Parents - Careers
Believe it or not, a parent's opinion is the one that children respect above all others – especially now as they prepare to make one of the biggest decisions of their lives. If your child is considering Air Force ROTC, chances are you both have concerns and questions. Ask us! Visit our Contact Us » section and send us an email.
- What is the commitment to the Air Force upon graduation? »
- When will cadets know what job they will be doing for the Air Force as an officer? »
- Do all cadets have to become a pilot or combat systems officer? »
- When do cadets actually receive their commission as an Air Force officer? »
- Will my child go on active duty in the Air Force immediately following graduation and commissioning? »
- Can my child continue their education beyond the baccalaureate level? »
- My child does not have 20/20 vision. Can they still fly? »
- Is a major in Aeronautical Science required to become a pilot or combat systems officer? »
- What are the age limits for a cadet to compete for a pilot or combat systems officer position? »
- Will my child be behind their fellow nonmilitary graduates after they complete their service obligation and decide to get out? »
- How do Air Force ROTC graduates compare with Air Force Academy and Officer Training School graduates? »
1. What is the commitment to the Air Force upon graduation?
Most officers have a four-year commitment. For pilots it is 10 years after pilot training and six years for combat systems officers after training. Air Battle Managers have a six-year commitment. See the Service Commitment section ».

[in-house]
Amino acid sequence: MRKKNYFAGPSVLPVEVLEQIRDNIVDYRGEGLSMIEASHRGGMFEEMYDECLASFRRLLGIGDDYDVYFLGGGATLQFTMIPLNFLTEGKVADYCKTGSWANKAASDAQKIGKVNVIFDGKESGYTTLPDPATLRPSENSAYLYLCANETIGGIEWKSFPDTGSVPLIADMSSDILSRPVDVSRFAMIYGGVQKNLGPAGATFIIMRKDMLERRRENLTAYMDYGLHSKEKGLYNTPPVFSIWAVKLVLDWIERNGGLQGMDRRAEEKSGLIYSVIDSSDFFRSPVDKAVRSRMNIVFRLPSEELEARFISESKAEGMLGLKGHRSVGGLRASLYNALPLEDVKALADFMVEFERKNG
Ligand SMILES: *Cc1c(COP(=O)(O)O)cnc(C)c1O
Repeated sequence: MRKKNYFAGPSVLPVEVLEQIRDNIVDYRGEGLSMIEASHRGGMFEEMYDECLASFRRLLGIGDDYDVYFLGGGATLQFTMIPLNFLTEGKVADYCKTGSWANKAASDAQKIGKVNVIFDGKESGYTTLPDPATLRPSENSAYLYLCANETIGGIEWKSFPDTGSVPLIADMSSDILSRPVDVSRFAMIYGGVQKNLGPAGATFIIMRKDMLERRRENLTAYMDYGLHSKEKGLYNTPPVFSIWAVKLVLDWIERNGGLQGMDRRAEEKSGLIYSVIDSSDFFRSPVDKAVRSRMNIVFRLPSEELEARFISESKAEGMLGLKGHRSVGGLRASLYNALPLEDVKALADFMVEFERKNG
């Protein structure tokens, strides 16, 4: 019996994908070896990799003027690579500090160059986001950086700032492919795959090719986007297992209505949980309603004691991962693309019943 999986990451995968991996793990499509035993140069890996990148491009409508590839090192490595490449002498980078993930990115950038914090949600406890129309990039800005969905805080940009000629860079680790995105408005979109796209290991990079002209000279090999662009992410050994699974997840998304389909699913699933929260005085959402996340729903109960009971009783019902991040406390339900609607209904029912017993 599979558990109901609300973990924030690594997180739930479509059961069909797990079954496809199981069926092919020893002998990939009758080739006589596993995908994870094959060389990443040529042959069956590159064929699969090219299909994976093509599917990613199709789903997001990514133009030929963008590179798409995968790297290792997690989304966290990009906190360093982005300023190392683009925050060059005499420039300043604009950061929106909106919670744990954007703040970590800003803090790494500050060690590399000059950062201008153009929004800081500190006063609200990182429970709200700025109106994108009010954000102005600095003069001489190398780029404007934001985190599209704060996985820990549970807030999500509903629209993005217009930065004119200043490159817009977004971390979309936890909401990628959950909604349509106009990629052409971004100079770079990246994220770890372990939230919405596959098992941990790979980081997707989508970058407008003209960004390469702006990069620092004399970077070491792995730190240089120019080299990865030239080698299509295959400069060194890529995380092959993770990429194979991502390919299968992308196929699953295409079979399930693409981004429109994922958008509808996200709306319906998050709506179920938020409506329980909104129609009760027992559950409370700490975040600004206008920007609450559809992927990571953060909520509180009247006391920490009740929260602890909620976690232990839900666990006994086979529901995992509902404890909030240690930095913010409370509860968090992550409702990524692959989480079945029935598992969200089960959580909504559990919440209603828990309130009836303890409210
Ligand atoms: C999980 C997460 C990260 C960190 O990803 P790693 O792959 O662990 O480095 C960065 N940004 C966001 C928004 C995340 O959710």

2. When will cadets know what job they will be doing for the Air Force as an officer?
They will compete in a selection process much like the one of an enrollment allocation as an officer candidate. The factors to be used will include their Air Force Officer Qualifying TestAir Force Officer Qualifying TestA standardized test similar to the SAT and ACT that measures aptitudes, and is used to select applicants for officer commissioning programs or specific training programs. A required test for all cadets and students on scholarship or in the POC. (AFOQTAFOQTAir Force Officer Qualifying Test ) scores, their camp performance rating, their grade point average (GPA), their academic major, their Physical Fitness TestPhysical Fitness TestPFT - an exam composed of three events in the following order: push-ups, crunches, and a 1.5-mile run. The test is used to ensure cadets maintain an acceptable level of fitness. (PFTPFTPhysical Fitness Test ) score and the Detachment CommanderCommanderThe officer in charge of running an Air Force unit's day-to-day operations. 's rating. They will know their specific Air Force job category approximately six months before they are commissionedcommissionedAppointed by the President of the United States .
3. Do all cadets have to become a pilot or combat systems officer?
No. The vast majority of Air Force jobs do not involve flying at all. In the civilian world, there are thousands of jobs and careers – doctors, lawyers, law enforcement, engineers, financial careers, food-service management – the list is endless. For almost every civilian out in the workforce, there is an Air Force officer counterpart performing a similar job. For more information about the many careers available, check out our Careers section ».